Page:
CO-Horts Blog

Monday, June 10, 2013

Edible flowers jazz up summer dishes

By Carol O'Meara, Horticulture Agent, Boulder County

The bravest man I know shudders at the thought of dining at my house during summer.  Not because I’m a terrible cook or my food might lead to hospitalization – these risks he faced in World War II and Korea.  No, the reason my father fears my table is because the meals I serve blossom with edible flowers.

Stuffed nasturtium
You might think it silly for a person to hesitate over eating a flower; after all, nasturtiums, squash blossoms and chives have been mainstream in culinary creations for years.  But if you think these are the limit of floral flair, you’re missing out on a decorative way to spice up your dining. 
Delicious, cucumber-like Borage (Borago officinalis) popped into salads or dips, sauteed Daylily buds (Hemerocallis fulva), cheerful pansies (Viola x. Wittrockiana) in festive salads, or Scarlet Runner Bean blossoms (Phaseolus coccineus) highlighting steamed green beans all have a place on the summertime table. 

Finding flowers for cooking may mean growing them yourself.  If you do, treat them as you would any vegetable and grow them organically, following the five rules for eating flowers:

1. Be absolutely positive about identification - not all are edible, and some can be harmful.  Know beyond doubt what you have before eating it.

2.  Common names are misleading, so don’t pick a flower based on its moniker.  Sweet peas, for example, are poisonous, while yucca is tasty.

3.  Many greenhouses and florists spray plants; these flowers are not suitable for eating.  Use only those picked from your garden or from a reputable, food-grade source. 

4.  Flowers may cause allergic reaction in some people with asthma or hay fever, or give you a digestive malfunction.  Start slowly, and eat only small amounts of them at first.

5.  Many chefs garnish with flowers that aren’t edible.  Check with the kitchen before eating them.

Deviled eggs with marigolds
Flowers degrade faster than herbs, so plan to use them within a few hours.  Keep them fresh by storing in the refrigerator.  Pick flowers on cool mornings, choosing those that are just becoming fully open and avoiding those that are wilted or starting to fade.  Pinch, don’t pull flowers from the stem.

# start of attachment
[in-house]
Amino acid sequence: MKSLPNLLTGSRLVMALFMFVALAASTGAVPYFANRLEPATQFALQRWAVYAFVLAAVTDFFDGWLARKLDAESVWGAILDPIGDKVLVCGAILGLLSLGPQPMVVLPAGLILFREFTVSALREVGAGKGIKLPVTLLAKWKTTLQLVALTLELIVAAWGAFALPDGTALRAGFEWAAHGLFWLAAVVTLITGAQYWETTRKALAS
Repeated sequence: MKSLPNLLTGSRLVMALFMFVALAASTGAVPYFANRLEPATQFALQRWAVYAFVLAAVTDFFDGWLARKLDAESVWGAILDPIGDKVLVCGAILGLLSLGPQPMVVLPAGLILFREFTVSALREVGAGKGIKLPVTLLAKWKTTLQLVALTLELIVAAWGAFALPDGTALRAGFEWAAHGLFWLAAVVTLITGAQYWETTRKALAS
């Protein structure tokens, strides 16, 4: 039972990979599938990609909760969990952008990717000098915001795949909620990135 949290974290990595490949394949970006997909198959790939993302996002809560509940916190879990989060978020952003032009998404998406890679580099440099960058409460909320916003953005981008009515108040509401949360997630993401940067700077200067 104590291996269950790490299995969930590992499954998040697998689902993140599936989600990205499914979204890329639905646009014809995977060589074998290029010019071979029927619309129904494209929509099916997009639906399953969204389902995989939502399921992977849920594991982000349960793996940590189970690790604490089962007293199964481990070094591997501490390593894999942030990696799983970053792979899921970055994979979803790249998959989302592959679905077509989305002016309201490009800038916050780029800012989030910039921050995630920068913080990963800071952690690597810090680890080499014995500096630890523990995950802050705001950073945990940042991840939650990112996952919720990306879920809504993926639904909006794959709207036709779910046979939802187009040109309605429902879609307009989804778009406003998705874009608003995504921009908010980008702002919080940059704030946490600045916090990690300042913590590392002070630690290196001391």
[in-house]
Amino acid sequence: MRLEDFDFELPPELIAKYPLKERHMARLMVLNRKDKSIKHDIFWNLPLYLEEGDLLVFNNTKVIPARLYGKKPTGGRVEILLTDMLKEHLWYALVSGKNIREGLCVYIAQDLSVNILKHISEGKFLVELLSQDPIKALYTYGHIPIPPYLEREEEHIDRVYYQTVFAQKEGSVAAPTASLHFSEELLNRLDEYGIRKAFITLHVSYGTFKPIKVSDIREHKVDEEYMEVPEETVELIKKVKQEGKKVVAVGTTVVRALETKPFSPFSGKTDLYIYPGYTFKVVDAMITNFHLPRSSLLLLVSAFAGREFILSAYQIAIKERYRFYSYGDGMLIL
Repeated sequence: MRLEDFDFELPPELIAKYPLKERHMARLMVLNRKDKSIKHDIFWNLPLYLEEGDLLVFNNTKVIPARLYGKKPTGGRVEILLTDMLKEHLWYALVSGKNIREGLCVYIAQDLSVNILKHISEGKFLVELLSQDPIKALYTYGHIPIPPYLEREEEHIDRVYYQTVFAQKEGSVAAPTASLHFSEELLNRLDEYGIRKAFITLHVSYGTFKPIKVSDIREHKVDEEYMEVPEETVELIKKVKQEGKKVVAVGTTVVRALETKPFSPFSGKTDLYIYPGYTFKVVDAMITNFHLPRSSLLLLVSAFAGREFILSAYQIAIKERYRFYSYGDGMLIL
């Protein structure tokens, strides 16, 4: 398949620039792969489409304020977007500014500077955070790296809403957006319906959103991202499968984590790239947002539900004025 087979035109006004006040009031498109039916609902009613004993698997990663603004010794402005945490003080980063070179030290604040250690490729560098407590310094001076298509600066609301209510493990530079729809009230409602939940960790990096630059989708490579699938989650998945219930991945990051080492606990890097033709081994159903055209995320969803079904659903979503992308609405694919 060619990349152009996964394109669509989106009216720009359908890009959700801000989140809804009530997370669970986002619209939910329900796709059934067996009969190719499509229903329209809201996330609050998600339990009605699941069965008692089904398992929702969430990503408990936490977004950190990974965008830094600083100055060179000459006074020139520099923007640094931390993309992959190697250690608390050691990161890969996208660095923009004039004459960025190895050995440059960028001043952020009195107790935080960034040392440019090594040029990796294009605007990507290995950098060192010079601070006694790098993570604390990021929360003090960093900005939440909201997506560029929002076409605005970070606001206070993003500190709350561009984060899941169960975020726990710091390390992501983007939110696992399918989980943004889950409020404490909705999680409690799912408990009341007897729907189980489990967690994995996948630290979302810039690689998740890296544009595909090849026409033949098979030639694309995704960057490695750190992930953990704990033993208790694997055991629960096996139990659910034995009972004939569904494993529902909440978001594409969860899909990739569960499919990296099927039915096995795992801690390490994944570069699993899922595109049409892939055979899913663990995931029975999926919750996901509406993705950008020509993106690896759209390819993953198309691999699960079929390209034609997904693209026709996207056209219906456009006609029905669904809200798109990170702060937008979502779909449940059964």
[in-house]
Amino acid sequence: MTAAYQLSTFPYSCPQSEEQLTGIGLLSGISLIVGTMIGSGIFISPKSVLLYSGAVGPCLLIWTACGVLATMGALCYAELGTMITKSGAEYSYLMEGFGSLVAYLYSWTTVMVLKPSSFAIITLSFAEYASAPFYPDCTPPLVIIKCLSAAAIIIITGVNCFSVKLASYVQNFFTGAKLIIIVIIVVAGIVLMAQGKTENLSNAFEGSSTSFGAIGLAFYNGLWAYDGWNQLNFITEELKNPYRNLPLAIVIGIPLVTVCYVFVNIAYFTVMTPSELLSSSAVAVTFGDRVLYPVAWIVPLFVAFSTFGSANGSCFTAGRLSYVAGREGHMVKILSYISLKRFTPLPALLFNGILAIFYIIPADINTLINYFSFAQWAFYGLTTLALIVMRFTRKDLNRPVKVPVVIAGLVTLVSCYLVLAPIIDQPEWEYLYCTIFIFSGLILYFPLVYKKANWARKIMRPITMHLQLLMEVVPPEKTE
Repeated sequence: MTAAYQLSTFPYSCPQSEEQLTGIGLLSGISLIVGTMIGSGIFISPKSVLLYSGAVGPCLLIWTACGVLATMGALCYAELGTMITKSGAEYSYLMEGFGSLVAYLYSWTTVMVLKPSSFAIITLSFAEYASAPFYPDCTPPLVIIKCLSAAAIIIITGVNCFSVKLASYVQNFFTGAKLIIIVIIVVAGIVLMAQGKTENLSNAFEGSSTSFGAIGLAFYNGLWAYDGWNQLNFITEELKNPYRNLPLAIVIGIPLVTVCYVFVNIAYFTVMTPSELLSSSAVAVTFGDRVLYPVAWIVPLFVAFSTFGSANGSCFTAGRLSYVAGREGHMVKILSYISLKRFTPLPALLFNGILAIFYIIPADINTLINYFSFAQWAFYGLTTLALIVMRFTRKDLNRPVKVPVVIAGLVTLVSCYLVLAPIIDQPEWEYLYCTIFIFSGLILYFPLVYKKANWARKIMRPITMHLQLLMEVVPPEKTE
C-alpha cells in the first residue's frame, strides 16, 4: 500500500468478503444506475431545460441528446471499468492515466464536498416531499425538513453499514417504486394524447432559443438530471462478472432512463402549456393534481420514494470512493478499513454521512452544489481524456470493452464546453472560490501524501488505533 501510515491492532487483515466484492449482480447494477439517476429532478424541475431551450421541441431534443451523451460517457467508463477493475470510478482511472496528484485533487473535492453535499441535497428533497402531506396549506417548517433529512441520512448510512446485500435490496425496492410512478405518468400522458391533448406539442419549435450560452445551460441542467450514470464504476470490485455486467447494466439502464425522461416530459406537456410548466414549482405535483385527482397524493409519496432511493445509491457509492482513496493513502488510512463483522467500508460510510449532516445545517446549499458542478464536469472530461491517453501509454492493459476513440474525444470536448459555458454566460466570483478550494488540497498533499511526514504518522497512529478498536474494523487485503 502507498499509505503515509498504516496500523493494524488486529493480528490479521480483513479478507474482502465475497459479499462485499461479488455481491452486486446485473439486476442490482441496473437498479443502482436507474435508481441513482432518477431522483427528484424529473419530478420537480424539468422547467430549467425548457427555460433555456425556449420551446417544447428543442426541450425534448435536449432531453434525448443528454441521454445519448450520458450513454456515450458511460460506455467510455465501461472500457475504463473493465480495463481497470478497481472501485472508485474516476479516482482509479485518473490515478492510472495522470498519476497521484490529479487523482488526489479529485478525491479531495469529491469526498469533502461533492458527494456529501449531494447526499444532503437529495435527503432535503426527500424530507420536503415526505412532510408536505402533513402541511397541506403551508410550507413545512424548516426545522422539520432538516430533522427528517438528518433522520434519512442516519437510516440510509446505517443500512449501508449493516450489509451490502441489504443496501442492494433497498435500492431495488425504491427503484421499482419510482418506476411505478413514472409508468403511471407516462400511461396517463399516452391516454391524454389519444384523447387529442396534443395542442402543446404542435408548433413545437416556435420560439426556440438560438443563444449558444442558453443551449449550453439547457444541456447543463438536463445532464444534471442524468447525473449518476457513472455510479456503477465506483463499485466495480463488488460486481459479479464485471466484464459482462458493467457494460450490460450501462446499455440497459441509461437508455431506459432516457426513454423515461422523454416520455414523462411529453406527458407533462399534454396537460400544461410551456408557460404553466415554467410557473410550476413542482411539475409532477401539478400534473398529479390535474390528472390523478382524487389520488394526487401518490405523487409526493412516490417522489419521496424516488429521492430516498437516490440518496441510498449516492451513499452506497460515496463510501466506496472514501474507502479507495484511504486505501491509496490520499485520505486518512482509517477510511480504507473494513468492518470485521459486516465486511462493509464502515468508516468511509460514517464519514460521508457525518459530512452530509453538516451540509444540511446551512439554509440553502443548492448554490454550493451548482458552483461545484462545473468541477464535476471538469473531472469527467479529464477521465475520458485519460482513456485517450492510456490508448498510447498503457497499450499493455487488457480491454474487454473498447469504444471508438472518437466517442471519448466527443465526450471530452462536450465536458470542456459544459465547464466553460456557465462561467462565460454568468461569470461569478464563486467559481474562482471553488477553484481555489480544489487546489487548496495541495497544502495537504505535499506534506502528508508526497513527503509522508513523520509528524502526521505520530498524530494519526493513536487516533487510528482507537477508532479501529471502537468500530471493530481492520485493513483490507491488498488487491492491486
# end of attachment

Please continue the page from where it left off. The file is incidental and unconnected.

Different growing conditions effect flavors; be sure you like what you’re harvesting.  To avoid bitter meals, taste the flower before spending a lot of time picking them.  Remember, they’re delicate, so wash flowers with a fine spray of water just before using them. Try these: 

Daylilies: Packed with vitamin A and C, these flowers also have three grams of protein in every bud.  Harvest buds when they’re one-and-a-half to two inches long; larger than this and they’re bitter. 

Pansies: Harvest by picking the stem all the way to the plant, keeping the flower intact.
Pop petals into ice cube trays, fill with water and freeze for an elegant touch in drinks, or use fresh in salads.

Roses (Rosa spp.):  Pull or snip petals from the bud. The white inner portion of the petal is bitter, so snip it off before using.  A rose’s perfume gives a clue to its flavor, and varieties that have a stronger scent generally taste better.  Look for those that smell like food; you’ll find roses can be citrusy to spicy, sweet to mild.

Lavender (Lavandula angustifolia): Pull the petals from the bud and pinch off the tiny white ends.  Lavender can turn bitter when dry; use them fresh for sweetest flavor.  Because the taste is bold, a little goes a long way - use petals sparingly.

With many flowers, such as roses, tulips, and lavender, only the petals are edible.  Remove the stamens, styles and pistils from inside the flowers, and snip off the outer, green sepals.  If the flower is tiny, gently pull the petals from the bud to use.  Others, like runner beans, honeysuckle, and pansies may be eaten whole.

1 comment:

  1. Good advice on the lavender, Carol...a little does go a long way! I am having flashbacks to our "that's way too much lavender oil!!!" scones. But it's a delightful flower and tastes so good with lemon.